Dodger, a young sewer "tosher" who works beneath the streets of Victorian London is guided along series of events that will transform his life and those around him. It all starts when a young women is beset upon by two ruffians and Dodger rescues the young lady from certain death.
I was quite surprised when I got my hands on this book, given a cursory glance I was expecting it to be a return to Discworld after the quite brilliant science fiction novel The Long Earth. Instead we are treated to a trip through a Dickensian London following the fortunes of Dodger, resourceful rascal with more potential than a comet hurtling towards the earth.
I've heard a few people complain that Dodger doesn't feel like a Pratchett novel, that it hasn't got the same humour and yes I'd agree that Dodger is different but only so far as any of Pratchett's novels are different when they aren't set on the world that sits on the back of 4 giant elephants being transported through space under the propulsion of Great A'Tuin the Star Turtle. If you read Nation, Truckers or even Good Omens you will see that these too are very different and yet no less clever or entertaining.
So yes Dodger isn't Discworld but it is just as captivating and still has the authors same disarming intelligence and warmth - but with a Dickensian flavour and having read it I am glad that the author is branching out from Discworld (although I do hope he returns now and again). As with Nation there are stories you have to have a different backdrop to tell in the right way and Dodger is one such book.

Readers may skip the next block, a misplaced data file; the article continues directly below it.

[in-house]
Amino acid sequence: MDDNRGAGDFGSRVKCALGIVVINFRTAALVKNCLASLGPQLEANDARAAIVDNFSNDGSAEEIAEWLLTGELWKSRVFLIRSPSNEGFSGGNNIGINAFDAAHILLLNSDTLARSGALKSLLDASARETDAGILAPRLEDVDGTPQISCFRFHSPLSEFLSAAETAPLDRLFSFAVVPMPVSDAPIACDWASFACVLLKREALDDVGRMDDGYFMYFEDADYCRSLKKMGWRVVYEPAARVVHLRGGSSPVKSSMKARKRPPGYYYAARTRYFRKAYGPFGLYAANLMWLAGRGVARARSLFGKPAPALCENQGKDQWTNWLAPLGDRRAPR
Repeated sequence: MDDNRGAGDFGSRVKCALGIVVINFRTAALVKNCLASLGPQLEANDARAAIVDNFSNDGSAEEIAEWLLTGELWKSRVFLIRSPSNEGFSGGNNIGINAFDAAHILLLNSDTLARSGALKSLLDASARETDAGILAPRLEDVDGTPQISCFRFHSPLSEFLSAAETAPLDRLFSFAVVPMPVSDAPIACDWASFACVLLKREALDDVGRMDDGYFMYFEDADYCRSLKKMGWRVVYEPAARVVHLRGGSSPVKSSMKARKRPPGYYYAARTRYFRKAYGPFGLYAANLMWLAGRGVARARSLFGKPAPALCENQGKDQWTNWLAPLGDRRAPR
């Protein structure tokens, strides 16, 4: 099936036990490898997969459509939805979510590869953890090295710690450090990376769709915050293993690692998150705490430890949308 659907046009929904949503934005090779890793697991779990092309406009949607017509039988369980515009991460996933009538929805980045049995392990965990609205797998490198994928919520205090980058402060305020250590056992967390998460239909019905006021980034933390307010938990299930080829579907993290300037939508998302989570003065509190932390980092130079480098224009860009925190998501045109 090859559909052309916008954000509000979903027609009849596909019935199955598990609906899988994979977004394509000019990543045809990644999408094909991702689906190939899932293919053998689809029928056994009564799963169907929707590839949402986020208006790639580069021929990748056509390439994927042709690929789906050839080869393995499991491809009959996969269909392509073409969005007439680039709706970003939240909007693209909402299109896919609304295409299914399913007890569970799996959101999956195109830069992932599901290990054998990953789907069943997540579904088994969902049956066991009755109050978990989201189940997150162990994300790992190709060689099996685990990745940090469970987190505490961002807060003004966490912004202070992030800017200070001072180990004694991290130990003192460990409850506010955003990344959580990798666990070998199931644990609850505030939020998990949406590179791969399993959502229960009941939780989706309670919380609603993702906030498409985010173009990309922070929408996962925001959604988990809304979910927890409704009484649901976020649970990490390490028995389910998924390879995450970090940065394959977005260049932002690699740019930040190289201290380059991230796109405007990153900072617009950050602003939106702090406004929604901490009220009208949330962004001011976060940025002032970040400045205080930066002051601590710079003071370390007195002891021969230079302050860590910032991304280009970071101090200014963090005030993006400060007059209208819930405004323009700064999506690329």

There is a wonderfully rich mix of Victorian characters who all interact with the delightful Dodger - a character as well written as any in the authors 40+ stories. He's smart, crafty, streetwise and yet with a thoughtful mind and an innocent-(ish) heart. The story is engaging and the pace set just right while the atmosphere is just magical, you can almost smell the (not-too-pleasent) air and feel the damp fog swirling around your ankles. Pratchett weaves a wonderfully rich spell that captures the essence of old London perfectly. This includes some of the most (in)famous characters of the era, all weaved within the tale in a delightful manner.
With more twists and turns than an amusement park along with the usual insightful observations the author is famous for, at times the story has you laughing out loud, at others it becomes quite emotive - tugging at the old heart strings. The book holds you in it's powerful grip until the highly rewarding end. On the subject of the ending, it's left open enough that we could hopefully read more about Dodger (I really do hope so) and yet a fitting enough end that doesn't leave loose ends hanging about.
Dodger is Pratchett at his best, which also means one of the best writers alive today writing one of the best books this year, magical.
Written on Monday 1st October 2012 by Antony.
SFBook is entirely funded by Ant including hosting, development and any other costs.
If you enjoy the site please consider a small donation towards the cost of the upkeep and development of SFBook.